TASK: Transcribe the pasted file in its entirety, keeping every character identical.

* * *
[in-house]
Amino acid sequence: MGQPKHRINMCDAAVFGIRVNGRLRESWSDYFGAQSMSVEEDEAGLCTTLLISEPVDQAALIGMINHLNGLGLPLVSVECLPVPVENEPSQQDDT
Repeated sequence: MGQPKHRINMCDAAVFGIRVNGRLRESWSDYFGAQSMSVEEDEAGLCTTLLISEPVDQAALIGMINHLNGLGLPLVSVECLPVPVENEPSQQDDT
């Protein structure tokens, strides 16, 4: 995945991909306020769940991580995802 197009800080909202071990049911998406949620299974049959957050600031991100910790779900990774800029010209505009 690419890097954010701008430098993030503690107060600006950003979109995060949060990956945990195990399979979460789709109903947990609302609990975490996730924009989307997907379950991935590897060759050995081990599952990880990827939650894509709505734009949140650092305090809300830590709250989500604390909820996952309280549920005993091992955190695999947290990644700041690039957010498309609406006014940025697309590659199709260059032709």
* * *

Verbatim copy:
[in-house]
Amino acid sequence: MGQPKHRINMCDAAVFGIRVNGRLRESWSDYFGAQSMSVEEDEAGLCTTLLISEPVDQAALIGMINHLNGLGLPLVSVECLPVPVENEPSQQDDT
Repeated sequence: MGQPKHRINMCDAAVFGIRVNGRLRESWSDYFGAQSMSVEEDEAGLCTTLLISEPVDQAALIGMINHLNGLGLPLVSVECLPVPVENEPSQQDDT
């Protein structure tokens, strides 16, 4: 995945991909306020769940991580995802 197009800080909202071990049911998406949620299974049959957050600031991100910790779900990774800029010209505009 690419890097954010701008430098993030503690107060600006950003979109995060949060990956945990195990399979979460789709109903947990609302609990975490996730924009989307997907379950991935590897060759050995081990599952990880990827939650894509709505734009949140650092305090809300830590709250989500604390909820996952309280549920005993091992955190695999947290990644700041690039957010498309609406006014940025697309590659199709260059032709």